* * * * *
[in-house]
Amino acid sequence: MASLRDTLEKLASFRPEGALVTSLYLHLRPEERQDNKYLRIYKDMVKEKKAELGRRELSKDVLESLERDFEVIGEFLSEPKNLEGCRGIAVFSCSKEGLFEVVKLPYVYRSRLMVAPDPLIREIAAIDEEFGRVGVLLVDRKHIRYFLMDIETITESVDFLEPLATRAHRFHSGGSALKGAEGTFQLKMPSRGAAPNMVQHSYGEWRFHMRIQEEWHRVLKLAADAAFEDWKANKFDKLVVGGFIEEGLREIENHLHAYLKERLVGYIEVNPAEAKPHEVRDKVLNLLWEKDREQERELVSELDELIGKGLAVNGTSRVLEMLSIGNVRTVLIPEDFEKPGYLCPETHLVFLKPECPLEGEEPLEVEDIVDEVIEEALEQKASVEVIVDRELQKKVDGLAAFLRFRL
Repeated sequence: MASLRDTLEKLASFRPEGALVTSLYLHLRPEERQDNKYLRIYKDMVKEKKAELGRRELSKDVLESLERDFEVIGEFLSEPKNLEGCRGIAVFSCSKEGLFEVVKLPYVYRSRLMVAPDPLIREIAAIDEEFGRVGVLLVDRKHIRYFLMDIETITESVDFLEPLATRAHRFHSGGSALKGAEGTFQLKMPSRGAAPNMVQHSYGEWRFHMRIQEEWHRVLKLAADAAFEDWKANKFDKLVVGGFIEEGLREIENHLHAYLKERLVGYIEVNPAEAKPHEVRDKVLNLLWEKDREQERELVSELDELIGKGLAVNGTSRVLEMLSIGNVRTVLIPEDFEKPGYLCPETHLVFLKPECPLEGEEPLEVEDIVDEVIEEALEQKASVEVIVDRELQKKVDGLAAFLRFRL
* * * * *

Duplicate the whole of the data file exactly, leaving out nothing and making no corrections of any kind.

[in-house]
Amino acid sequence: MASLRDTLEKLASFRPEGALVTSLYLHLRPEERQDNKYLRIYKDMVKEKKAELGRRELSKDVLESLERDFEVIGEFLSEPKNLEGCRGIAVFSCSKEGLFEVVKLPYVYRSRLMVAPDPLIREIAAIDEEFGRVGVLLVDRKHIRYFLMDIETITESVDFLEPLATRAHRFHSGGSALKGAEGTFQLKMPSRGAAPNMVQHSYGEWRFHMRIQEEWHRVLKLAADAAFEDWKANKFDKLVVGGFIEEGLREIENHLHAYLKERLVGYIEVNPAEAKPHEVRDKVLNLLWEKDREQERELVSELDELIGKGLAVNGTSRVLEMLSIGNVRTVLIPEDFEKPGYLCPETHLVFLKPECPLEGEEPLEVEDIVDEVIEEALEQKASVEVIVDRELQKKVDGLAAFLRFRL
Repeated sequence: MASLRDTLEKLASFRPEGALVTSLYLHLRPEERQDNKYLRIYKDMVKEKKAELGRRELSKDVLESLERDFEVIGEFLSEPKNLEGCRGIAVFSCSKEGLFEVVKLPYVYRSRLMVAPDPLIREIAAIDEEFGRVGVLLVDRKHIRYFLMDIETITESVDFLEPLATRAHRFHSGGSALKGAEGTFQLKMPSRGAAPNMVQHSYGEWRFHMRIQEEWHRVLKLAADAAFEDWKANKFDKLVVGGFIEEGLREIENHLHAYLKERLVGYIEVNPAEAKPHEVRDKVLNLLWEKDREQERELVSELDELIGKGLAVNGTSRVLEMLSIGNVRTVLIPEDFEKPGYLCPETHLVFLKPECPLEGEEPLEVEDIVDEVIEEALEQKASVEVIVDRELQKKVDGLAAFLRFRL